The Economic Consequences of the Atlantic Slave Trade shows how the West Indian slave/sugar/plantation complex, organized on capitalist principles of private property and profit-seeking, joined the western hemisphere to the international trading system encompassing Europe, Africa, North America, and the Caribbean, and was an important determinant of the timing and pattern of the Industrial Revolution in England. The new industrial economy was no longer dependent on slavery for development, but rested instead on investment and innovation. Solow argues that abolition of the slave trade and emancipation should be understood in this context.
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About the Author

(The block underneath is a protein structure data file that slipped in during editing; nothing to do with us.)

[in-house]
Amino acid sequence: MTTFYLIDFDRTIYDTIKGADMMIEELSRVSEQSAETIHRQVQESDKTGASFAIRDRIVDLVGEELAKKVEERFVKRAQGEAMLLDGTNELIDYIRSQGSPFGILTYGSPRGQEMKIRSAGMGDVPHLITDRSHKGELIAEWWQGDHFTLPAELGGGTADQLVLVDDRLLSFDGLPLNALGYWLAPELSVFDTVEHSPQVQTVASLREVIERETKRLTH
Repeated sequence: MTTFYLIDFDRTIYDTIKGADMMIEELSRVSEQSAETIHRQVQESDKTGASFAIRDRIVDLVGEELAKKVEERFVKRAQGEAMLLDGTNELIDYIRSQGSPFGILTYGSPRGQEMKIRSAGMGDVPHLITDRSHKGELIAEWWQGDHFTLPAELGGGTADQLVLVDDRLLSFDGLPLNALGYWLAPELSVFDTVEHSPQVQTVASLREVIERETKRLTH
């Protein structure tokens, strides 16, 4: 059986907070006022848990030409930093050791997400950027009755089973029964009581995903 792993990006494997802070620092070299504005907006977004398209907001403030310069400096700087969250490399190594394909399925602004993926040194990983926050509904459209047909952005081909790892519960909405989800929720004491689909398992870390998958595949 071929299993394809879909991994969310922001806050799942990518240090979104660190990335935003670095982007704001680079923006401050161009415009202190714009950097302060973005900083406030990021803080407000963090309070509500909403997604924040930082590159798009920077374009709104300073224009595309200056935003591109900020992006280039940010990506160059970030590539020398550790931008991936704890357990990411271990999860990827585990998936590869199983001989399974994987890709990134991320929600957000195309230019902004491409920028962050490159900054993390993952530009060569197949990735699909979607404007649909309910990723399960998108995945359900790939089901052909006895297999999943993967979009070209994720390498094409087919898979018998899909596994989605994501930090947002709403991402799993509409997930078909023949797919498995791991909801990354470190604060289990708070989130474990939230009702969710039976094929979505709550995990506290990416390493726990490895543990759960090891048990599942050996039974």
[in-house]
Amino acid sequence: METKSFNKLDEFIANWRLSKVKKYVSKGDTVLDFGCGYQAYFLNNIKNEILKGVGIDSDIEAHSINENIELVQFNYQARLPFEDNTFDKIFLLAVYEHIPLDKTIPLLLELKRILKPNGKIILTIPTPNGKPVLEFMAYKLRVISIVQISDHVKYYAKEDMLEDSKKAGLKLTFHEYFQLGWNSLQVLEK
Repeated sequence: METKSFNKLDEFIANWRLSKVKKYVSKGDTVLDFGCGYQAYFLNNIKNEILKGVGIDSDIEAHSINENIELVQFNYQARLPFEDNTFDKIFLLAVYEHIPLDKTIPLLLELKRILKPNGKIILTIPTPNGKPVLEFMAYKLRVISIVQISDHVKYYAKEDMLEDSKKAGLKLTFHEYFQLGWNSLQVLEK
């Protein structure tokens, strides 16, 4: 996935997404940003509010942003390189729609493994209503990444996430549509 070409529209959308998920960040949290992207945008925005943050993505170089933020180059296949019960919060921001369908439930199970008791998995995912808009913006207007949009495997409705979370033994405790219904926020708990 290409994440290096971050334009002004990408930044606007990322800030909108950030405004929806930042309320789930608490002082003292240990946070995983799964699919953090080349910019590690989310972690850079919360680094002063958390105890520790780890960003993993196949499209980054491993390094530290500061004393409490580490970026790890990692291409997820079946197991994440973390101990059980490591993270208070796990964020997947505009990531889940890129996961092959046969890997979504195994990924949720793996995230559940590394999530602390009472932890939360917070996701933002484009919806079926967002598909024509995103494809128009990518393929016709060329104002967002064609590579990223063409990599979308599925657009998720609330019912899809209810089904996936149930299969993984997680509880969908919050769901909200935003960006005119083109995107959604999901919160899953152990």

Barbara L. Solow retired from the W. E. B. Du Bois Research Institute at Harvard University after having taught economics at Brandeis University and Boston University.
Table of ContentsChapter 1: Capitalism and Slavery in the Exceedingly Long Run
Chapter 2: Slavery and Colonization
Chapter 3: Eric Williams and His Critics
Chapter 4: Why Columbus Failed: The New World without Slavery
Chapter 5: Caribbean Slavery and British Growth: The Eric Williams Hypothesis
Chapter 6: Marx, Slavery, and American Economic Growth
Chapter 7: The Transition to Plantation Slavery: The Case of the British West Indies